The road network in central London is being destroyed by the actions of Transport for London (TfL) and local boroughs. When roads are closed or congestion made worse by bus or cycle lanes, then the whole network grinds to a halt. Recent new examples are:
King Street/Chiswick High Road Cycle Lane Scheme. See photograph above of the congestion this has caused. The cycle lane impedes emergency vehicles, is dangerous for pedestrians and cyclists, increases congestion and hence pollution, ended the King Street bus lane, and reduces parking space which negatively affects local businesses. The congestion doesn’t just stop on King Street. Hammersmith Road, Hammersmith Gyratory, and Fulham Palace Road have all become completed jammed at peak hours which affects the entire Borough.
There is now a petition on Change.org calling for its removal. Please go here to sign: https://chng.it/65WC85hWgD
London Bridge and Borough High Street. In the east of London, TfL introduced an experimental scheme on London Bridge and in Borough High Street in Spring 2020 using the Covid epidemic as an excuse. They are now proposing to extend these schemes for another six months. It effectively closed London Bridge to all traffic except pedestrians, cyclists, motorcyclists, buses and taxis.
TfL are now proposing to extend both schemes for a further six months using an experimental traffic order with another consultation exercise. They claim it has reduced bus journey times but that is hardly surprising when traffic and people in central London have been much reduced by the Covid pandemic.
This scheme is totally unjustifiable as it removes one of the key London river crossings for most traffic and effectively closes that part of the City to vehicles. You can send comments on the latest decision to email@example.com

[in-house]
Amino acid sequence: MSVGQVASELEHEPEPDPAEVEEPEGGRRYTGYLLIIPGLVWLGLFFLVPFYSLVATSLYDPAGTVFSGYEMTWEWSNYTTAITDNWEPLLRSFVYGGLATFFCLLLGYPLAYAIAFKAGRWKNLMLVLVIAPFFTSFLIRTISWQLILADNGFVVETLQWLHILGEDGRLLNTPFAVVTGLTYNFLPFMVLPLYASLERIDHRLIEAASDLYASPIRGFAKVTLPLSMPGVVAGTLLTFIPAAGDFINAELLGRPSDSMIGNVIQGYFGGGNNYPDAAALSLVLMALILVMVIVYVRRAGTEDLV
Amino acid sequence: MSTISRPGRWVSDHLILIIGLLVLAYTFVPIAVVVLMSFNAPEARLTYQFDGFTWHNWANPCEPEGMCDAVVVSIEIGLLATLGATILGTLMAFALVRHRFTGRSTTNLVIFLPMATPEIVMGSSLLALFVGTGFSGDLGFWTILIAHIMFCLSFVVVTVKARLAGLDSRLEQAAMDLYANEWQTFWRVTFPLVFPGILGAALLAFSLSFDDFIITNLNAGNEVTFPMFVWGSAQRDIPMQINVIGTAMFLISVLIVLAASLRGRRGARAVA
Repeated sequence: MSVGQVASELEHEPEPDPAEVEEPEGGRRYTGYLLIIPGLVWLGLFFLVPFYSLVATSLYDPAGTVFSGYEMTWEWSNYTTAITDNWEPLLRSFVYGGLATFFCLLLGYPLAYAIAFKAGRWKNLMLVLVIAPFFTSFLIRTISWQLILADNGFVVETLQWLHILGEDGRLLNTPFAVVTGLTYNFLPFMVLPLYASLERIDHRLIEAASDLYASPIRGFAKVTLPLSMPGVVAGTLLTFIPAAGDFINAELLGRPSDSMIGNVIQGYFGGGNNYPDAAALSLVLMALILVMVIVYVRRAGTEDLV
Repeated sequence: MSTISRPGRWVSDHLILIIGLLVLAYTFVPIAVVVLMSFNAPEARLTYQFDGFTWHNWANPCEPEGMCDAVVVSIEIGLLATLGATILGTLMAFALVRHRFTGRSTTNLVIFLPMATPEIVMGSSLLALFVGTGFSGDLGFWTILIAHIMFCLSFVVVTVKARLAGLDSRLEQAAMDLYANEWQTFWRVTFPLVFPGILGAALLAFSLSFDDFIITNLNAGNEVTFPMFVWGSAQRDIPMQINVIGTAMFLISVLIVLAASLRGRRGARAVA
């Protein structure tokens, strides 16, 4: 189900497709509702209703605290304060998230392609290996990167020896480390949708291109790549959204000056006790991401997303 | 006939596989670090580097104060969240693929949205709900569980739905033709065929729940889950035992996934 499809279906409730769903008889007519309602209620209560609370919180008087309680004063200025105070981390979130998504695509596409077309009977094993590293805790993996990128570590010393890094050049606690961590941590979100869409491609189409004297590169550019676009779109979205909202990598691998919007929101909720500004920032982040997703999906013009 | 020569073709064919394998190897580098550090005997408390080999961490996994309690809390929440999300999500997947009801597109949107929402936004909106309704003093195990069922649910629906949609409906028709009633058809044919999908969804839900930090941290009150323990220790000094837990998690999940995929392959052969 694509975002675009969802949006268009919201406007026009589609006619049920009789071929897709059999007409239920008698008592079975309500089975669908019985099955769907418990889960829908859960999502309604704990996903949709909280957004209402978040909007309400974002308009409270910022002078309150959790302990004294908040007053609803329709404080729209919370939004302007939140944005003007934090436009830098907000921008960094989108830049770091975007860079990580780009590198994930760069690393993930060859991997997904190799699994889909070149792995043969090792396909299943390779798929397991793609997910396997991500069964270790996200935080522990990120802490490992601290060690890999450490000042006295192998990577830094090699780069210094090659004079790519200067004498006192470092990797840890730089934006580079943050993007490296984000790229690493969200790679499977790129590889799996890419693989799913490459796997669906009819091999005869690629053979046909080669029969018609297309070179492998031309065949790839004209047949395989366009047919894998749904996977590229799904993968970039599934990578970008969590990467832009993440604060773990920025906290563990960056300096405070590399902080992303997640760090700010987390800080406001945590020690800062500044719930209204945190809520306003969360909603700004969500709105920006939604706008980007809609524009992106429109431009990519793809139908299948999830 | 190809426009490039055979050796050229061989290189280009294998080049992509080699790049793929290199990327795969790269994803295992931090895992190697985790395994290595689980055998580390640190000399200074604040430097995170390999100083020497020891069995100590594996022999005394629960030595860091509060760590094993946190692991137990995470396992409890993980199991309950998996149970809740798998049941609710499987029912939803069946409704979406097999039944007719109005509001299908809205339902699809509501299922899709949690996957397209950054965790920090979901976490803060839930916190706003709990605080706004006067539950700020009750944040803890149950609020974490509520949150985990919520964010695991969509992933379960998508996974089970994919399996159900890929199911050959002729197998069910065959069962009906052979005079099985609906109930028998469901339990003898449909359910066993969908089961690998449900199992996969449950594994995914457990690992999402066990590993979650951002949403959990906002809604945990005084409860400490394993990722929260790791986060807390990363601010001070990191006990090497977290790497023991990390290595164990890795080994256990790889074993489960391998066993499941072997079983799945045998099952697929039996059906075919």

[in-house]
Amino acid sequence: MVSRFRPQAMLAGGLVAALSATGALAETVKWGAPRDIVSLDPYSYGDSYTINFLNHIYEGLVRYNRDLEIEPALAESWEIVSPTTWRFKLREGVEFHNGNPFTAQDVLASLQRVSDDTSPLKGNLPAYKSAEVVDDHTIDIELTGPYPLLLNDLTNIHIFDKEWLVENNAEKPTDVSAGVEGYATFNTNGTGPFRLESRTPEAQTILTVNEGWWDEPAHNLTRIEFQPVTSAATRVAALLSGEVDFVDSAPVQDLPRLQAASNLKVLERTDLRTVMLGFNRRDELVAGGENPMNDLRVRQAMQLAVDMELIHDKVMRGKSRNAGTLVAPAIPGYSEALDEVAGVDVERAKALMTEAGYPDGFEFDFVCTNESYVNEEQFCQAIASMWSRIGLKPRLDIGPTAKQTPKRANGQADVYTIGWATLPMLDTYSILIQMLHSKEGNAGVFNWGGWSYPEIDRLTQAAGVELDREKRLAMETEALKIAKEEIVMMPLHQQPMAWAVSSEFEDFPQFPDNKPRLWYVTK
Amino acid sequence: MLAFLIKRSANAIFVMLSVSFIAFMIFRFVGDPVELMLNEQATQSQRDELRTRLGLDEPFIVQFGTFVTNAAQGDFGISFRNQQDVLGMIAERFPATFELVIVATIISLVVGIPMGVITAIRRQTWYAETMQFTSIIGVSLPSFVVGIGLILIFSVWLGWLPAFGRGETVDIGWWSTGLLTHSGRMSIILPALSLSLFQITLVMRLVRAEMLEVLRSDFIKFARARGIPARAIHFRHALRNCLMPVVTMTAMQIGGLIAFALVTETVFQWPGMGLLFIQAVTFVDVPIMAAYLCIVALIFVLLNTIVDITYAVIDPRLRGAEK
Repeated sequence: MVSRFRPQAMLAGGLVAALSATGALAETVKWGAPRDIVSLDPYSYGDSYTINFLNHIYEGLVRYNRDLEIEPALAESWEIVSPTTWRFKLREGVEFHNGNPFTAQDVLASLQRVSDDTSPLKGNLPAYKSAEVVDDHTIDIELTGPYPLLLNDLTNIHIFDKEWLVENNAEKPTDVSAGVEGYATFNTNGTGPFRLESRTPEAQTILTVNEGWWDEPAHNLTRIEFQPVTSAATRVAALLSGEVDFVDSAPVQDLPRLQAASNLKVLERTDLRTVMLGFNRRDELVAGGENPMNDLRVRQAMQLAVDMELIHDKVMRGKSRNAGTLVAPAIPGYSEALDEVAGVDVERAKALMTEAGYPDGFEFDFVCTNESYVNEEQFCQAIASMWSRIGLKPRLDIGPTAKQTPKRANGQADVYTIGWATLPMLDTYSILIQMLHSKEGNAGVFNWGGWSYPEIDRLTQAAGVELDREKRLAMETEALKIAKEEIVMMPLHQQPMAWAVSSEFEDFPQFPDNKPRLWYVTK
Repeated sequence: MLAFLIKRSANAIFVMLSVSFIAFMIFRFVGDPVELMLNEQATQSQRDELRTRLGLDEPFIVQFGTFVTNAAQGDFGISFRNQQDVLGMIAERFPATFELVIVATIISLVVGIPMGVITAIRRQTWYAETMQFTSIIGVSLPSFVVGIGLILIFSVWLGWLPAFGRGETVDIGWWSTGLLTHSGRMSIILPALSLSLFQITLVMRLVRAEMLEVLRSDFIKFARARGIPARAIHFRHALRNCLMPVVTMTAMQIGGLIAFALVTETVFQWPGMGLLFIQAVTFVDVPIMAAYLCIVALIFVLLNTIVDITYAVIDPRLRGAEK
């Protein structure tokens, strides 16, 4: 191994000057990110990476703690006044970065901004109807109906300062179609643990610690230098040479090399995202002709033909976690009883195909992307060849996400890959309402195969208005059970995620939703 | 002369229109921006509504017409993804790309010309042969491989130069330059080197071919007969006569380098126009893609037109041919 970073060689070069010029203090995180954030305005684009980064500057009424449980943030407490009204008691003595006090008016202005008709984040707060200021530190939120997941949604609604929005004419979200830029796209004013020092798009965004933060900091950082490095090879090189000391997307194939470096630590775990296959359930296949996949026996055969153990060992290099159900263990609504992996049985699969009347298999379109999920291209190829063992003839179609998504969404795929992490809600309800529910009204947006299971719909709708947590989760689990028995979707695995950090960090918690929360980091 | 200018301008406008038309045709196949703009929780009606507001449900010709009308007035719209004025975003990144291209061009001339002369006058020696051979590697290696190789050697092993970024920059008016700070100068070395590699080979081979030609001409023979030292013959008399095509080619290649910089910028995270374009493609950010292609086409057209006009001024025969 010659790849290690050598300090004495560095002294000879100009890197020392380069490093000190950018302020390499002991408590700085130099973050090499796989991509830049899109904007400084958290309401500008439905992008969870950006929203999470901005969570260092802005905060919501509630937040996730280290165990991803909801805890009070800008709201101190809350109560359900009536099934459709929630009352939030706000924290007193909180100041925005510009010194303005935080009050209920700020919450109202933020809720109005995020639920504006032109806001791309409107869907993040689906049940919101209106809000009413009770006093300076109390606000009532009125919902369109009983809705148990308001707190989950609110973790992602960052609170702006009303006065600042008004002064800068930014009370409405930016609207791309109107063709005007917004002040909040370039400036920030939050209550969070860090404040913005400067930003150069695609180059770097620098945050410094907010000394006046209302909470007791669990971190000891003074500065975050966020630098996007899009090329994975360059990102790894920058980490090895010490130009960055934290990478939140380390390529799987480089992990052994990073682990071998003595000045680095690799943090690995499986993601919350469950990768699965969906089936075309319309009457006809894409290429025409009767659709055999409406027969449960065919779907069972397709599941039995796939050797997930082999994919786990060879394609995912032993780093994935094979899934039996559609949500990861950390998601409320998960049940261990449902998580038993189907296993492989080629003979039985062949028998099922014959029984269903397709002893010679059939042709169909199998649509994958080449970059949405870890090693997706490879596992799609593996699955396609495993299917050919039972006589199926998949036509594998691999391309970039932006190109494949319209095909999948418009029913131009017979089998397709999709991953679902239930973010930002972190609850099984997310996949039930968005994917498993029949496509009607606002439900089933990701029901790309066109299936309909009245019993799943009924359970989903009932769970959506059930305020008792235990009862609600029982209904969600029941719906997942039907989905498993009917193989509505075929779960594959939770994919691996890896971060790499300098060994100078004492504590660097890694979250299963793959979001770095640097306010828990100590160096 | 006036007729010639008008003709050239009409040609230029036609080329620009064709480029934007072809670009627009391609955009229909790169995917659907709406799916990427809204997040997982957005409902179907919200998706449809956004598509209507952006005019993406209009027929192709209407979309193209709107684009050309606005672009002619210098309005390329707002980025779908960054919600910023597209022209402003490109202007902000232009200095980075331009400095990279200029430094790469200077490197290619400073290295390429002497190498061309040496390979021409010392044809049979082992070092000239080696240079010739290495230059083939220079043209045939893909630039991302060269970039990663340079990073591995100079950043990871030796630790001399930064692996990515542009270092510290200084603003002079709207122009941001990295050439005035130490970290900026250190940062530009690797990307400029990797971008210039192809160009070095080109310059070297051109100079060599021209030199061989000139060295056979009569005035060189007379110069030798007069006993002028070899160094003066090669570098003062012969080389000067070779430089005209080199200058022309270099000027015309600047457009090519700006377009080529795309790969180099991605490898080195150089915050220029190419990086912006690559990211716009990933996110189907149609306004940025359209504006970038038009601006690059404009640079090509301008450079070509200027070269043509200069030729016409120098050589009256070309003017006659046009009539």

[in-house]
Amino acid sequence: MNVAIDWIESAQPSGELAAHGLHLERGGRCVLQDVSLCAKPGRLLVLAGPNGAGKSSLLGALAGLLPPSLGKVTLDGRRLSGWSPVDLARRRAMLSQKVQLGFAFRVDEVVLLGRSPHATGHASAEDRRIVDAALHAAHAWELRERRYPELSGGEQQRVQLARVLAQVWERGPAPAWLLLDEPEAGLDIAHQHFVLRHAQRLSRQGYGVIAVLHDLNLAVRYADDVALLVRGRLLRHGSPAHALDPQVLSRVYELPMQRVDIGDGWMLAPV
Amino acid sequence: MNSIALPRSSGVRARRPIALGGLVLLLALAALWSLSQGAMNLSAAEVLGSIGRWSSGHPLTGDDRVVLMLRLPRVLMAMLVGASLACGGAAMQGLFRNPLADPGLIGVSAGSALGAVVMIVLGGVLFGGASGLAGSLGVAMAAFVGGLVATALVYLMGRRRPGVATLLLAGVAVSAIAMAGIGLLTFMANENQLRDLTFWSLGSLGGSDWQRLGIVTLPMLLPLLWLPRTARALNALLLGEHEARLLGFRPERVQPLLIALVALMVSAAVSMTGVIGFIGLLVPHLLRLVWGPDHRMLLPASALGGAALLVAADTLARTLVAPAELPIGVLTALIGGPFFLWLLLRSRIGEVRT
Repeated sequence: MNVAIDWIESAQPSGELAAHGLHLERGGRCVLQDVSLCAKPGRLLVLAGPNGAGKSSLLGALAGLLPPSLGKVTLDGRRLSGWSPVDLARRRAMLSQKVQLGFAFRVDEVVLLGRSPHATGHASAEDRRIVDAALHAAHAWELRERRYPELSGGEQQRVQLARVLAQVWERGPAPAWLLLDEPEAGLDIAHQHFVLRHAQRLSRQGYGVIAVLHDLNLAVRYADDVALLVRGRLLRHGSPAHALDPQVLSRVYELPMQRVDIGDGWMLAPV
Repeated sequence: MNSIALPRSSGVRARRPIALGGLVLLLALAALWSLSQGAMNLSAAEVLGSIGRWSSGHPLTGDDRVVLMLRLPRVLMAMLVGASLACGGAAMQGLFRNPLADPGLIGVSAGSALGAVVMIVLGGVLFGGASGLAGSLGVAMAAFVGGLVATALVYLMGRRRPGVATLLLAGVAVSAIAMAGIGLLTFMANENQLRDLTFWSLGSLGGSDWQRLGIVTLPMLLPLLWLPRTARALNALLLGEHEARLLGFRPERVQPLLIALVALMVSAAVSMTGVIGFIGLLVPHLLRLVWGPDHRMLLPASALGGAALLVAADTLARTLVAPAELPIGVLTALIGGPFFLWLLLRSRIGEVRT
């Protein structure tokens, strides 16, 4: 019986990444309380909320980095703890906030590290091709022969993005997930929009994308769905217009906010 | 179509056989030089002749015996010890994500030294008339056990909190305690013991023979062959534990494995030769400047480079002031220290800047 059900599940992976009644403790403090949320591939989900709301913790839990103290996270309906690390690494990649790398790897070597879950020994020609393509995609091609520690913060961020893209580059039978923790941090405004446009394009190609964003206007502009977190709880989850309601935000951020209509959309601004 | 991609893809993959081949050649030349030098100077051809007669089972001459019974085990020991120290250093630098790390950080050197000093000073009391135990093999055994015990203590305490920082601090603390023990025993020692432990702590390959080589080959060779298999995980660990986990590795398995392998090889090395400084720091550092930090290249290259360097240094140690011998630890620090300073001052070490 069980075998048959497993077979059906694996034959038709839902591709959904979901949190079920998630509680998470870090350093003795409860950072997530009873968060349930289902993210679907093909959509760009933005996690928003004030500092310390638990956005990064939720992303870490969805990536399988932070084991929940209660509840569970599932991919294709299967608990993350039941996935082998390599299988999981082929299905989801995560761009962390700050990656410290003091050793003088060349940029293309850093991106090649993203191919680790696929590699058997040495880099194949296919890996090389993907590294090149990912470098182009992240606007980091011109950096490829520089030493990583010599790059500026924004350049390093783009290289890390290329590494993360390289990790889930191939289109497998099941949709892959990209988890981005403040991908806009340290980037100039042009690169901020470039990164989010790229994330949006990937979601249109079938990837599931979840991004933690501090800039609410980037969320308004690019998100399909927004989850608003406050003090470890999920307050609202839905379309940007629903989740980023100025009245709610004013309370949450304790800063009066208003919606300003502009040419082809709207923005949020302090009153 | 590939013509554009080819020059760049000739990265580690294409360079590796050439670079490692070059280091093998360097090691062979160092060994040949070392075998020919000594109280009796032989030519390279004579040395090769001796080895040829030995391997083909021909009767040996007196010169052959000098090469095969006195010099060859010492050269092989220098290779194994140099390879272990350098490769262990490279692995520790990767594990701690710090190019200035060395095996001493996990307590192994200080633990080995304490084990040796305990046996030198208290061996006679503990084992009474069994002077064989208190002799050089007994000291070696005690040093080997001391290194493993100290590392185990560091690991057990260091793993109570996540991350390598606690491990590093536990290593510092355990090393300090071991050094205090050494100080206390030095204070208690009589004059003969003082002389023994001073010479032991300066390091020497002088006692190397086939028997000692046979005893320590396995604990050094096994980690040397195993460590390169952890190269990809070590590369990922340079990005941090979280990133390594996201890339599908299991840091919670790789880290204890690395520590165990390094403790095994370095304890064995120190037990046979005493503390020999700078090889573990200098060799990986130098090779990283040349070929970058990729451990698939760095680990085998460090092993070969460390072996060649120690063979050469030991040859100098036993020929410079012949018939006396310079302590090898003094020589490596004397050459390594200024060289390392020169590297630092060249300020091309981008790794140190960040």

Aldwych Scheme. While I was writing this blog post I received a telephone call complaining about the revised road layout on Aldwych and Kingsway. This has substantially increased traffic congestion in the area and many taxi drivers are complaining about it. It’s yet another defective traffic scheme introduced by TfL for no clear benefit.
Slowing Traffic with 20 Limits. Apart from slowing traffic with more congestion caused by the above schemes, TfL is now proposing to impose lower speed limits on several major roads. Four 20mph speed limits will be introduced, including the A10 – A503 corridor in Haringey, the A13 Commercial Road in Tower Hamlets, the A23 London Road in Croydon and the A107 corridor in Hackney. In addition, a 30mph speed limit has been introduced on a section of the A10 Great Cambridge Road in Enfield and Haringey.
These reductions are aimed at cutting casualties as part of its Vision Zero commitment to reduce road danger and enable more walking and cycling in the capital. The central London Congestion zone had a 20-mph limit imposed in 2020 and the Metropolitan Police Service (MPS) will significantly increase speed enforcement by increasing MPS capacity to enforce up to one million offences by 2024/25, introducing new technology to improve effectiveness of enforcement and rolling out new powers to Police Community Support Officers so that they can stop speeding vehicles and take enforcement action against drivers.
Comment: This is of course an example of how the MPS under Cressida Dick has lost track of its priorities. Instead of cutting knife crime and keeping the roads open the MPS prefers instead to spend money on speed limit enforcement.
This is yet more harassment of drivers which will have little impact on road casualties. Vision Zero is failing to achieve its objectives in cutting accidents because reducing speed limits alone by just putting up signs does not have any impact as is clear from studies published by the DfT. To cut accidents roads need to be re-engineered and money spent on driver education.
Central London is becoming a “no go” area for private car drivers and making life very difficult for taxi/PHV and delivery vehicle drivers. This is simply encouraging businesses and retailers to move out and will impoverish London in due course.
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